Outcast Lady(1934). Directed by Robert Z. Leonard. With Constance Bennett, Herbert Marshall, Mrs. Patrick Campbell, Hugh Williams.
Sir Maurice, disproves of Iris March and his sons Napier Harpenden's, up coming marriage, because he believes that Iris will hurt his son's political career. As a compromise, Napier suggests that they wait to marry until he has established himself in the British diplomatic service in India.
After four years of waiting, Iris accepts the proposal of Fenwick, a wealthy friend of her brother.
When Napier receives word of Iris' engagement, he leaves India to attend her wedding in England. Just before the ceremony, a woman hands Iris a note, which Iris pockets without reading.
Then on her honeymoon, Iris remembers the note and starts to read it in front of Fenwick. Disturbed by the note, Iris tries to throw it away, but Fenwick insists on reading the note. When Iris asks if the note, which claims that, under an assumed name, Fenwick committed and served prison time for a heinous crime, is true. Boy, says that it is true. Although, Iris dismisses the confession, Fenwick is overcome with shame and jumps out of the hotel window to his death.
A passerby, Dr. Masters, and Hilary, a family friend, learn Boy's secret but, because Iris refuses to reveal the reason for Boy's suicide to anyone else, she is suspected both of pushing him out of the window and of causing his death. In spite of their love for her, even Napier and Gerald, who worshiped Boy, suspect Iris of treachery and turn their backs on her. Condemned by family and friends, Iris moves to France and becomes known as Europe's most notorious widow.
Five years later, Iris is notified by Hilary that Gerald is seriously ill and living in squalor and immediately returns to England to see him. After seeing Napier and hearing of his engagement to Venice, Iris goes to her brother's tenement.
Still angry at his sister, the drunken Gerald refuses to see her and fearing that he will die without forgiving her, Iris agrees to allow Hilary to tell him the truth about Boy. Before Hilary reveals Boy's past, Gerald declares his love for Iris and dies without learning the secret.
Although relieved by Gerald's forgiveness, Iris returns to France and lapses into a feverish, state. When he learns of Iris' illness, the now married Napier, who has just distinguished himself as a Parliamentary leader, rushes to be with her. When Venice sees Iris and Napier together, she understands the depth of their love but, because of Iris' unexplained past, worries that her husband will one day be hurt.
Unable to keep Boy's secret any longer, Hilary finally tells Napier and Venice the truth, and Venice agrees to a divorce. Bothered by the thought that Napier has forgiven her without knowing Boy's secret, Iris recovers and prepares to face Sir Maurice. Although Sir Maurice, backs down from his condemnation of Iris when Napier finally tells him about Boy, Iris is unable go through with the divorce plan and commits suicide by deliberately crashing her automobile.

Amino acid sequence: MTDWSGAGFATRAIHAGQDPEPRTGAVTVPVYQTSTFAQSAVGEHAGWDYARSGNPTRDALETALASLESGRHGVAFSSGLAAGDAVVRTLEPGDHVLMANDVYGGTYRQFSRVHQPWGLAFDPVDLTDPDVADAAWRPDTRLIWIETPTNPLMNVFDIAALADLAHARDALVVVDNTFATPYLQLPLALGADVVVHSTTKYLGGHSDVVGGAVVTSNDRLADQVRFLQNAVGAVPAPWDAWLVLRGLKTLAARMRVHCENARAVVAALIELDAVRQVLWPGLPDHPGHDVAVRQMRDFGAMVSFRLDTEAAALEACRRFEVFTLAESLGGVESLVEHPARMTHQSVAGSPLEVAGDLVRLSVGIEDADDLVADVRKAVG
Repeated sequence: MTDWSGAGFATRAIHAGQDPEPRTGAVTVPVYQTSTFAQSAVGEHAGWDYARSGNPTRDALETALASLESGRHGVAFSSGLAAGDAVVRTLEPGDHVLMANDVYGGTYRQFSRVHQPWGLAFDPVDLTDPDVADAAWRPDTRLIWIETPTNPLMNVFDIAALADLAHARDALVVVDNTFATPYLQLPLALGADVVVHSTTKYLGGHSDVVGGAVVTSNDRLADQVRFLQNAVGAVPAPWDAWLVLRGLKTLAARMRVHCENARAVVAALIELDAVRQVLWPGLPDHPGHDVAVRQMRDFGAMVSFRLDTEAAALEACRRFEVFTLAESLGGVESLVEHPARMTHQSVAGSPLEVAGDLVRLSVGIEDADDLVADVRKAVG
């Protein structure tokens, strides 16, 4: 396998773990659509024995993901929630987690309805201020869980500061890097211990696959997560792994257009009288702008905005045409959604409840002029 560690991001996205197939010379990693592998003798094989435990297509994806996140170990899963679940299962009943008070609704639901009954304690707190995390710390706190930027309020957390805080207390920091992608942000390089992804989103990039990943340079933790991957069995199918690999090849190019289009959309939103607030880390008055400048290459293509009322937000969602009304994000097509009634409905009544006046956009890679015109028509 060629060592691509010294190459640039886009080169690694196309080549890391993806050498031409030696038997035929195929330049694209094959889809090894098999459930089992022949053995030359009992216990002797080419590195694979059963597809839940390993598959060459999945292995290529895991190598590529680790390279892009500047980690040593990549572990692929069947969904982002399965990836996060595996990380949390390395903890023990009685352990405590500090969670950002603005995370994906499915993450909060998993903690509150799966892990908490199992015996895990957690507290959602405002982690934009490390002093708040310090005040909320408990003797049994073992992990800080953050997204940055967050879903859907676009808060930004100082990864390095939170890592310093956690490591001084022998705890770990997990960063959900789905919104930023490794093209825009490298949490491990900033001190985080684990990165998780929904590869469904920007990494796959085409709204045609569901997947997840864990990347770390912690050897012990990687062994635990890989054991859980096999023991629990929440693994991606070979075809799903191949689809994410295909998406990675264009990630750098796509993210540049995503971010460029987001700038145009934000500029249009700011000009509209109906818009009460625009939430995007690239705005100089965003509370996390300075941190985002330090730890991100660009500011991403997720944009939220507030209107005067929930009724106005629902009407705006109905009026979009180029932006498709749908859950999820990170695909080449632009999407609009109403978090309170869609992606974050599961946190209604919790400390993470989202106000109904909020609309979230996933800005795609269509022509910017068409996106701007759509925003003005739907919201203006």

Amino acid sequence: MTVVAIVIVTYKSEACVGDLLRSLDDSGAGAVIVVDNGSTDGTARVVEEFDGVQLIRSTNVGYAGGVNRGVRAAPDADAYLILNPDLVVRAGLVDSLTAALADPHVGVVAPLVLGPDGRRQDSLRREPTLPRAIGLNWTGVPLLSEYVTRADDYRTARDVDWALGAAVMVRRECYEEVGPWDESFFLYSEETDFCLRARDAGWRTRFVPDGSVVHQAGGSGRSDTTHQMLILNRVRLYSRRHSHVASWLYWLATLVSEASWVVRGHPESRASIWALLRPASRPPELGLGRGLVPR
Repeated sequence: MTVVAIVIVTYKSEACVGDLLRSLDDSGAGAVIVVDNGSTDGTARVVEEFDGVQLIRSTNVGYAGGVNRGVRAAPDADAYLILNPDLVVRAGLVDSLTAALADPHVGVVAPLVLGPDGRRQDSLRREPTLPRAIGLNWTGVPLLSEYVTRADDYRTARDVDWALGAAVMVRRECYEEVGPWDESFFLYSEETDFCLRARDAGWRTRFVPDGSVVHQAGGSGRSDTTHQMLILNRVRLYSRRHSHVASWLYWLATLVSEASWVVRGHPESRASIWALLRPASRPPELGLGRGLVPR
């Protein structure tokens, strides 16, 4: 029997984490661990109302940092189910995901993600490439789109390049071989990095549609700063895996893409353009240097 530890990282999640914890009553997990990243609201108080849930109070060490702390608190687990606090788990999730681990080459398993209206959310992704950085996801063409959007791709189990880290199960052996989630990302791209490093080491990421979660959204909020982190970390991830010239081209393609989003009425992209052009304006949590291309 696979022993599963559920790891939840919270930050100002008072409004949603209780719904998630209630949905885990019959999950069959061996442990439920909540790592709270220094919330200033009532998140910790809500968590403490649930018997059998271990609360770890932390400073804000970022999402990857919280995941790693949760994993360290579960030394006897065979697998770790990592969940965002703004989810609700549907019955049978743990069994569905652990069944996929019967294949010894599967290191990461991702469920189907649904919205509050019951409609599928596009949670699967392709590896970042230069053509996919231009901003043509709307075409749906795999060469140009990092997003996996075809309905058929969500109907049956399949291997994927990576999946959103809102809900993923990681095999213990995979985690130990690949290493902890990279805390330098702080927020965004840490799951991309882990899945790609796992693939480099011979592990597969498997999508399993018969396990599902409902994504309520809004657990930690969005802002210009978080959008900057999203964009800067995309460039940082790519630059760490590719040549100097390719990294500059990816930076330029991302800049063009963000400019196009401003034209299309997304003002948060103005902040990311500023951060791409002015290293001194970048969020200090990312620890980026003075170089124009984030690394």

Constance Bennett, a first class actress, plays Iris, a penniless heiress, who she and her drunken brother live very well despite their circumstances...
She was born at Skegness, Lincolnshire in 1908 (some sources indicate 1910), and after four years onstage with the Old Vic, she made her film debut in 1931, first appearing in Alibi. She began her career appearing in a number of films for Julius Hagen's Twickenham Studios but also featured in Gainsborough's Michael and Mary and Korda's Service for Ladies.
In 1932 she joined Wilfred J. O'Bryen — to whom she had been introduced by actor Herbert Marshall — in a marriage that lasted until his death in 1977.
Her first US/UK co-production and first US production came in 1933, and she worked in the United States under contract with MGM. 1935 was her most memorable year in Hollywood, when she not only distinguished herself in two memorable Dickens' adaptations as David's unfortunate young mother in George Cukor's David Copperfield and as Lucie Manette in Jack Conway's A Tale of Two Cities, but was also featured in Tod Browning's Mark of the Vampire.
Allan did not think highly of the latter film, to which she had been assigned, and considered it "slumming". MGM announced her for a leading part in King Vidor's The Citadel, and, when she was subsequently replaced by Rosalind Russell, Elizabeth sued the studio. The studio retaliated by refusing to let her work, and, frustrated, she returned to the UK in 1938.
By the 1950s, Allan had made the transition to character parts. Particularly memorable is her appearance as Trevor Howard's brittle and dissatisfied wife in the film adaptation of Graham Greene's The Heart of the Matter (1953). In 1958, she appeared as Boris Karloff's wife in The Haunted Strangler.